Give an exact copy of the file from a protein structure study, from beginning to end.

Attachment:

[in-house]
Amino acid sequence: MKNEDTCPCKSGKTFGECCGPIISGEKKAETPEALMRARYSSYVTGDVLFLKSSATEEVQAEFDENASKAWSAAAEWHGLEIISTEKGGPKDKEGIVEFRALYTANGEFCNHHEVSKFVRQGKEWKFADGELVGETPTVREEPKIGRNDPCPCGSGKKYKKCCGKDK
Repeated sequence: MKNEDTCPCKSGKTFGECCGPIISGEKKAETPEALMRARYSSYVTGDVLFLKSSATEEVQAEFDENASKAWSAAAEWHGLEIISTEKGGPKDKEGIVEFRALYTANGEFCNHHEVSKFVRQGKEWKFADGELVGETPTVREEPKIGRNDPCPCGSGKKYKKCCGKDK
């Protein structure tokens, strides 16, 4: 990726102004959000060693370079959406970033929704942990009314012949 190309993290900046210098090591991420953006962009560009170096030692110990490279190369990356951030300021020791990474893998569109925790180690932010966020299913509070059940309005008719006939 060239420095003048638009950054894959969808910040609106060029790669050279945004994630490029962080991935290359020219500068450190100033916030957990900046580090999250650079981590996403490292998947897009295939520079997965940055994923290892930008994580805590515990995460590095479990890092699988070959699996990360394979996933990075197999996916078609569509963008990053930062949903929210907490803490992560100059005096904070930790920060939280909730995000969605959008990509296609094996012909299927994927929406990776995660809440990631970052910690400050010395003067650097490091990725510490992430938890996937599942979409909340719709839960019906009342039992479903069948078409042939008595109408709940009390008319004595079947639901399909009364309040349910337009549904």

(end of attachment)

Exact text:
[in-house]
Amino acid sequence: MKNEDTCPCKSGKTFGECCGPIISGEKKAETPEALMRARYSSYVTGDVLFLKSSATEEVQAEFDENASKAWSAAAEWHGLEIISTEKGGPKDKEGIVEFRALYTANGEFCNHHEVSKFVRQGKEWKFADGELVGETPTVREEPKIGRNDPCPCGSGKKYKKCCGKDK
Repeated sequence: MKNEDTCPCKSGKTFGECCGPIISGEKKAETPEALMRARYSSYVTGDVLFLKSSATEEVQAEFDENASKAWSAAAEWHGLEIISTEKGGPKDKEGIVEFRALYTANGEFCNHHEVSKFVRQGKEWKFADGELVGETPTVREEPKIGRNDPCPCGSGKKYKKCCGKDK
């Protein structure tokens, strides 16, 4: 990726102004959000060693370079959406970033929704942990009314012949 190309993290900046210098090591991420953006962009560009170096030692110990490279190369990356951030300021020791990474893998569109925790180690932010966020299913509070059940309005008719006939 060239420095003048638009950054894959969808910040609106060029790669050279945004994630490029962080991935290359020219500068450190100033916030957990900046580090999250650079981590996403490292998947897009295939520079997965940055994923290892930008994580805590515990995460590095479990890092699988070959699996990360394979996933990075197999996916078609569509963008990053930062949903929210907490803490992560100059005096904070930790920060939280909730995000969605959008990509296609094996012909299927994927929406990776995660809440990631970052910690400050010395003067650097490091990725510490992430938890996937599942979409909340719709839960019906009342039992479903069948078409042939008595109408709940009390008319004595079947639901399909009364309040349910337009549904």